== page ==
Video: Watch new Lowestoft centre for disabled youngsters and theatre group be lowered into position

A new theatre group in Lowestoft is having a new bilingual lifted into position. Kenny and Caron Can

A new theatre group in Lowestoft is having a new bilingual lifted into position. Kenny and Caron CantorBev Patnell company director of Involve and Sue Stewart, chair of Involve’s trustees. - Credit: Nick Butcher

We are feeling sky high about our plans for Lowestoft.

That was the message from the people behind a new centre that will help disabled children and young people and give a home to a popular performing group.

On Monday the first stage of building a facility for five to 25-year-olds with assisted and additional needs took place at Harrod Way.

A crane could be seen lifting the first cabins into the place for the centre, which will be run by the not-for-profit organisation Involve to offer activities, training courses and a place to socialise for young people who need help or assistance.

The new centre, which does not yet have a name and is due to be opened in Easter, will also have a theatre space that will become a permanent rehearsal home for Cantors Theatre School.

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Bev Patnell, who founded Involve two years ago, said: 'The centre will offer life training skills, such as cooking, and other courses which we hope to be accredited by the Open College Network.

'We can help young people prepare for job interviews and prepare them for the world of work.

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'There will be daytime activities, a café where parents and carers can socialise over a cup of coffee and there will be a dance studio for performing arts.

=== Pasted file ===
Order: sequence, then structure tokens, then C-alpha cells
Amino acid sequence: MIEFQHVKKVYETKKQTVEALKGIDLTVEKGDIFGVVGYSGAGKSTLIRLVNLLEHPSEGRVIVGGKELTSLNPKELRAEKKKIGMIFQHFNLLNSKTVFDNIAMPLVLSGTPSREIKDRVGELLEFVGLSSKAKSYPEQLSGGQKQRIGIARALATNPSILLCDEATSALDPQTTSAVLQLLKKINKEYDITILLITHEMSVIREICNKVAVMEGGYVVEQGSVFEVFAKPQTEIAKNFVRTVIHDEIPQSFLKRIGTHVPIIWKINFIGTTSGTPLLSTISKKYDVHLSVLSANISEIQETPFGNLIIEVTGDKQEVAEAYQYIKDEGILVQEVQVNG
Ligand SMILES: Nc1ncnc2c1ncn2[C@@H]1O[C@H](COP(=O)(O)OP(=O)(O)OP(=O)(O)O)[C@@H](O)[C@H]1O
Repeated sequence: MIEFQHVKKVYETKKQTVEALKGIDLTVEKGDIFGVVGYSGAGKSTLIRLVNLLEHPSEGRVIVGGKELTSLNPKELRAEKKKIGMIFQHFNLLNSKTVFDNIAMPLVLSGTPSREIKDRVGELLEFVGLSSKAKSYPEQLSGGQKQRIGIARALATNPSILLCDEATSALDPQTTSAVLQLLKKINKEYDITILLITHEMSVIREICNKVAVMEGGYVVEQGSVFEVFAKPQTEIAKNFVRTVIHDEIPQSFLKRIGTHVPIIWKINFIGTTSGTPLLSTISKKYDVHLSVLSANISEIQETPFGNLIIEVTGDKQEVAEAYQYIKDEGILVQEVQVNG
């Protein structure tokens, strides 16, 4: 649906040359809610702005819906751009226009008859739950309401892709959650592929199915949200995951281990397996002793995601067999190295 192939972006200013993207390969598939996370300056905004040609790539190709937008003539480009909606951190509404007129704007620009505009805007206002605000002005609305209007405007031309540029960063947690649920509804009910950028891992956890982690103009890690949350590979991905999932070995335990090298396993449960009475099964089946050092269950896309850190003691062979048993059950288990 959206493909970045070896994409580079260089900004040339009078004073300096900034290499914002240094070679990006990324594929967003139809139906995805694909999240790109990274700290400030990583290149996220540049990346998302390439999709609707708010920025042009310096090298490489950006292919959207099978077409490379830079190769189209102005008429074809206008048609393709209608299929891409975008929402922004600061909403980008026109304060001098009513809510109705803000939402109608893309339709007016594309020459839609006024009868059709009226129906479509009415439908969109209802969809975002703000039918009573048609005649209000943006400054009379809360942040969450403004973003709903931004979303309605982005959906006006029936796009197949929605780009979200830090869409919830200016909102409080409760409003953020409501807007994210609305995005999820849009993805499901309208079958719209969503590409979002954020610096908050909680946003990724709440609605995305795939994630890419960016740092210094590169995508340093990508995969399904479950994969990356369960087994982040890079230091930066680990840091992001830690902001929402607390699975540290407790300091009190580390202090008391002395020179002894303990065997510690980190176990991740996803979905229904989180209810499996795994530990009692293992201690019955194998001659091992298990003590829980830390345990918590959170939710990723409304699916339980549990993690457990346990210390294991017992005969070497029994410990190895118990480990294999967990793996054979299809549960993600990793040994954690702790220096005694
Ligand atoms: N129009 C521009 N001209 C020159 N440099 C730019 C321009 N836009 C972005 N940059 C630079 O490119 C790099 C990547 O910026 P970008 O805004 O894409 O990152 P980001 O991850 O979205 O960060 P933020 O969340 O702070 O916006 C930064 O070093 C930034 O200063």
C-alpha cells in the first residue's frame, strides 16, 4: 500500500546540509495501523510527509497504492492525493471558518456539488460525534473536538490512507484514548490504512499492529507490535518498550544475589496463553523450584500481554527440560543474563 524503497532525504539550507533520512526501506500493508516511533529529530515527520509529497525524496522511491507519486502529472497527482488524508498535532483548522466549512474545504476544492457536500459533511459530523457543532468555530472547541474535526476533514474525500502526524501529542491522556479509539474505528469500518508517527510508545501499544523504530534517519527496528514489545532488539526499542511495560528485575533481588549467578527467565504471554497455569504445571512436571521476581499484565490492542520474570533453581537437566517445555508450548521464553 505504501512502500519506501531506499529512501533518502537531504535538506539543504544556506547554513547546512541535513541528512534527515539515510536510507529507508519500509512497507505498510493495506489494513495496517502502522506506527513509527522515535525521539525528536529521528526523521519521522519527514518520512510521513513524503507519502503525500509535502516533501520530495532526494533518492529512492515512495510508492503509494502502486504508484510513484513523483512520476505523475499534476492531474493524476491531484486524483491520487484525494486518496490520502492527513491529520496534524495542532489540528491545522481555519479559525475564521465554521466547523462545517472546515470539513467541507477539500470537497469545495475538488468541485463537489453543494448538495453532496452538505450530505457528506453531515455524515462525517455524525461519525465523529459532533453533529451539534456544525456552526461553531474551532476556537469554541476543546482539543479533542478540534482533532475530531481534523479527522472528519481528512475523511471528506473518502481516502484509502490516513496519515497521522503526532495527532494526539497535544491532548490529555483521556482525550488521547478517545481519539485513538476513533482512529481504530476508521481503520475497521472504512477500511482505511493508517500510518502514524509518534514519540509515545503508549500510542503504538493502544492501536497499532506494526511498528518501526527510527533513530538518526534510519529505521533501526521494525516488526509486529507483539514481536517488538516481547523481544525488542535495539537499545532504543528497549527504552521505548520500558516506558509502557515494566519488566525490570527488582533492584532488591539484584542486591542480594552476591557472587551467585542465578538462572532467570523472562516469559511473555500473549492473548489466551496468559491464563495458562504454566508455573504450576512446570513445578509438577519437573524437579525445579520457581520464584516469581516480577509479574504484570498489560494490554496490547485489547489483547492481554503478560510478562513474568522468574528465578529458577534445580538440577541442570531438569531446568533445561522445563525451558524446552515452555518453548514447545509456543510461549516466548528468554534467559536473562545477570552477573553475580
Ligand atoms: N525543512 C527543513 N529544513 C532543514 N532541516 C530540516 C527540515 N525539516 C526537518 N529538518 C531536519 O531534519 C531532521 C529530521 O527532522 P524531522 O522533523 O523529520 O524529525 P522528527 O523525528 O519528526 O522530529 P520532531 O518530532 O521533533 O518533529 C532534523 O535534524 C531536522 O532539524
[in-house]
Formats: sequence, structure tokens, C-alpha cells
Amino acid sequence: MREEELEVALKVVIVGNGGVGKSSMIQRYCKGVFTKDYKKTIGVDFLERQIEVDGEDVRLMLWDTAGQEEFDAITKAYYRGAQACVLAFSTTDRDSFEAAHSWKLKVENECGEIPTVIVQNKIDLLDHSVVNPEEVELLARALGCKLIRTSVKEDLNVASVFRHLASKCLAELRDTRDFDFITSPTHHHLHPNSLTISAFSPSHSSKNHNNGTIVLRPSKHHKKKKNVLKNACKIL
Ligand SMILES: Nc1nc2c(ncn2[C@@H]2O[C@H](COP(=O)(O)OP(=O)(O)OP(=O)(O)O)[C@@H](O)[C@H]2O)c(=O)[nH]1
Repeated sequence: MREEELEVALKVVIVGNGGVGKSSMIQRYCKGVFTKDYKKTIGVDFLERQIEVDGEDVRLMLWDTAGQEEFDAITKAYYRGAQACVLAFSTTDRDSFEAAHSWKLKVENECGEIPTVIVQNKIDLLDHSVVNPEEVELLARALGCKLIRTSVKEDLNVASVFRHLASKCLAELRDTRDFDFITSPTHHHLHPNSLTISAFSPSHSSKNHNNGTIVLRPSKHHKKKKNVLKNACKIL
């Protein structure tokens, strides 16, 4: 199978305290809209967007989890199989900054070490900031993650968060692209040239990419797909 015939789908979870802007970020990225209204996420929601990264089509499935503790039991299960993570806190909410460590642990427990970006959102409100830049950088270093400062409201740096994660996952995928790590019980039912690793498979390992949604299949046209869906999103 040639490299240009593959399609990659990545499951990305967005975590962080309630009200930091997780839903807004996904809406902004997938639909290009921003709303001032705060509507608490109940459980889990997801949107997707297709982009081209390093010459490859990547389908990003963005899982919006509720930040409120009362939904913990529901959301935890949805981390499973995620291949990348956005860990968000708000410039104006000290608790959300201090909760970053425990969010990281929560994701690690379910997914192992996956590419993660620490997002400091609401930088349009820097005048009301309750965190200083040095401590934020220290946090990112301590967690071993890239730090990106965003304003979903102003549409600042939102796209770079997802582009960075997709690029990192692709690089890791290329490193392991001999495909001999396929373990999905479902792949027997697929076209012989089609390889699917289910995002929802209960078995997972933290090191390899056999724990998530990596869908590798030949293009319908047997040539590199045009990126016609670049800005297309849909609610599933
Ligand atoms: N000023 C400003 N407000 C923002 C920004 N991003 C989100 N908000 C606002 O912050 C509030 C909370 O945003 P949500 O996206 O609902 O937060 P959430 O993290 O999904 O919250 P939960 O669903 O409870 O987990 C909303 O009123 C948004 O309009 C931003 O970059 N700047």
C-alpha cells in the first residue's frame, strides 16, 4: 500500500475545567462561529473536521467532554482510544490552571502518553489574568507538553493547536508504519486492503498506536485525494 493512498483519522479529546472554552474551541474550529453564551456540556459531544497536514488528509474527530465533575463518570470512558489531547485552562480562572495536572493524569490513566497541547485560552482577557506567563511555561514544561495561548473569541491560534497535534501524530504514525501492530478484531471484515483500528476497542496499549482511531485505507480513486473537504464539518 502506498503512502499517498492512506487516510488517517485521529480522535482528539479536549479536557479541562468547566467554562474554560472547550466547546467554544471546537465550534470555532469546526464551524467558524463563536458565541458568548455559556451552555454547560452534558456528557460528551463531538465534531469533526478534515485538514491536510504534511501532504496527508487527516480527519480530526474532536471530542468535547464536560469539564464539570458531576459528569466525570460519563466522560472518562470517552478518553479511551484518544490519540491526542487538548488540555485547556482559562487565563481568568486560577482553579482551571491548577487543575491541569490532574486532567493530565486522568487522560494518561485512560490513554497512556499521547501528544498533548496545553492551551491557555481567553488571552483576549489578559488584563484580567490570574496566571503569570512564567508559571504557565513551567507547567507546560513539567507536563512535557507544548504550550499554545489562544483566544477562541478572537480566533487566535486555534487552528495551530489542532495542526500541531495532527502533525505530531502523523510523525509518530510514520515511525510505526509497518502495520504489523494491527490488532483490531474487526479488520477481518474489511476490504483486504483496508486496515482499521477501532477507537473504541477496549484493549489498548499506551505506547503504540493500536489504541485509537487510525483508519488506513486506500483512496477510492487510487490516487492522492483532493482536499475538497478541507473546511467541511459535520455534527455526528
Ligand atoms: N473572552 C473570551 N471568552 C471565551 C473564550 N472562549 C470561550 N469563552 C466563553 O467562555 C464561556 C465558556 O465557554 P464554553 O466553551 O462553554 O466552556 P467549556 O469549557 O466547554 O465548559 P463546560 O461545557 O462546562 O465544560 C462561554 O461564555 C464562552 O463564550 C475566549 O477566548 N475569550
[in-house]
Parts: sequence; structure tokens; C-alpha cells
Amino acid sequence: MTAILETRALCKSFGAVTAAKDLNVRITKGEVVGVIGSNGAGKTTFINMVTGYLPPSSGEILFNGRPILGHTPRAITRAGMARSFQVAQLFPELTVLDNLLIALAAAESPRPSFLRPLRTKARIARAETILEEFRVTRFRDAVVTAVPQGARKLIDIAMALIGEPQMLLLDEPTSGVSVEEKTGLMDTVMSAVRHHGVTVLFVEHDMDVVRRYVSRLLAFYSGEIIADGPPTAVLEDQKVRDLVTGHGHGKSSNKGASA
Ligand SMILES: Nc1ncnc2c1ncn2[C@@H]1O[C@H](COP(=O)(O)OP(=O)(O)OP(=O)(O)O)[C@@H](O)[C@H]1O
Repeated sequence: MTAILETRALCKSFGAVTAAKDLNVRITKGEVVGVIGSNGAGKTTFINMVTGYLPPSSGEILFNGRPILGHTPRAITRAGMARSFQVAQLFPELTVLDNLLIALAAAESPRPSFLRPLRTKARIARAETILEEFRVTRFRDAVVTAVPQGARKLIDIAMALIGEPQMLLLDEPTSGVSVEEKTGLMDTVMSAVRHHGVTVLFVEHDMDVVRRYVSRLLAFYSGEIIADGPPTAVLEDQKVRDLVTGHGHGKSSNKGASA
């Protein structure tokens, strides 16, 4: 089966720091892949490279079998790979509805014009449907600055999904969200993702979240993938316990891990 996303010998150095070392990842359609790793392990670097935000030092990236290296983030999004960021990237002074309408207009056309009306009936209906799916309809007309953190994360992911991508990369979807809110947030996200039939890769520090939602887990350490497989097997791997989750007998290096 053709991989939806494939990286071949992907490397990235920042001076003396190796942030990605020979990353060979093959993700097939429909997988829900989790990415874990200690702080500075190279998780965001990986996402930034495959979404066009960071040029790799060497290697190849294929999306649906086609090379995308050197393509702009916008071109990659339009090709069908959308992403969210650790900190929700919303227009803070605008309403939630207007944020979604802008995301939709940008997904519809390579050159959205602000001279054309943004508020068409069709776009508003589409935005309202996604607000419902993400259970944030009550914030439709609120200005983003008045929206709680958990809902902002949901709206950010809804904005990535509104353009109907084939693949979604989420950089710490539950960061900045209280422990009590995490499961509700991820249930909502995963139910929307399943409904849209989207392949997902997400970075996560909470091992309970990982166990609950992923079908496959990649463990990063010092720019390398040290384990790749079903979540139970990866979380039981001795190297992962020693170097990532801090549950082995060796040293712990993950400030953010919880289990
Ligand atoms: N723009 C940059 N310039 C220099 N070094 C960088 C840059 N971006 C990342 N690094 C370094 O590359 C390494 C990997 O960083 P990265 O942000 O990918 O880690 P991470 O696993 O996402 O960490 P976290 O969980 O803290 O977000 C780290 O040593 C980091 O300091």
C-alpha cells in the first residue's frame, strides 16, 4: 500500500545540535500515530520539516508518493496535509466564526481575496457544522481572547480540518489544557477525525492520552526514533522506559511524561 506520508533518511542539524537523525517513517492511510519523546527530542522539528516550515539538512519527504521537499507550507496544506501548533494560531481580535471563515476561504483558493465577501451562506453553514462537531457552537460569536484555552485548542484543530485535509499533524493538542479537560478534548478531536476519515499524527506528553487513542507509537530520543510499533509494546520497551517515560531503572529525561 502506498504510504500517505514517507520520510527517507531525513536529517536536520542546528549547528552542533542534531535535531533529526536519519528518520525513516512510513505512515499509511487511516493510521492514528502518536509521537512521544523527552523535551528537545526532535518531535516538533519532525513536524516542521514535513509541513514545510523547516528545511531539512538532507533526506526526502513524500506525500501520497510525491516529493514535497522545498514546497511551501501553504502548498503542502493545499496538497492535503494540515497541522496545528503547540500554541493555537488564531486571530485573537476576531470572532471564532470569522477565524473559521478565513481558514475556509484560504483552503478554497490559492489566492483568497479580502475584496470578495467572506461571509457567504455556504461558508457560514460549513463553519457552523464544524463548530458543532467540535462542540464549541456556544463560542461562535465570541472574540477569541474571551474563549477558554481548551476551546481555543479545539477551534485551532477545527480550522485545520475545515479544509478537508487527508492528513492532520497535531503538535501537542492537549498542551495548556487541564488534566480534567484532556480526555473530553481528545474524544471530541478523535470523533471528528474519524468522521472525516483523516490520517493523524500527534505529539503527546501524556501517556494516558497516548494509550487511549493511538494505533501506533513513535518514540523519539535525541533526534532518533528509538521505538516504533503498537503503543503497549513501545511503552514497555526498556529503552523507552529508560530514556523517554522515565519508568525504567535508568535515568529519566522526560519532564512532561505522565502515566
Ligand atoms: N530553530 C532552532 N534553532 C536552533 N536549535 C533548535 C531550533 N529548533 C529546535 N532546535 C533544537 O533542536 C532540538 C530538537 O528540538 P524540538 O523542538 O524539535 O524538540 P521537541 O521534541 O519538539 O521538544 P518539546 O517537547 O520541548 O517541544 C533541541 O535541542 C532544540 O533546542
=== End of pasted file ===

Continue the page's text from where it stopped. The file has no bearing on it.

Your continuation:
'I see it as community engagement project. East Coast Mobility and Sense have said they would like to organise events here and other groups can get involved.

'There is a need in the area for something like this for children and young people with assisted needs.'

Kenny Cantor and Caron Cantor, the founders of Cantors Theatre School, looked on as the crane went about its lifting business.

The Cantors will also be working with the children and young people who will use the centre and its theatre space.

Mr Cantor said: 'We have a son who has Down's Syndrome so we know how important this centre will be. Lowestoft needs something like this.

'It is an exciting time for us, we have been waiting a long time for this.'

The funding for the new centre is coming from Scope's Activities Unlimited in Suffolk scheme, which works with local authorities to identify a range of local opportunities and support for disabled children and young people with complex support needs

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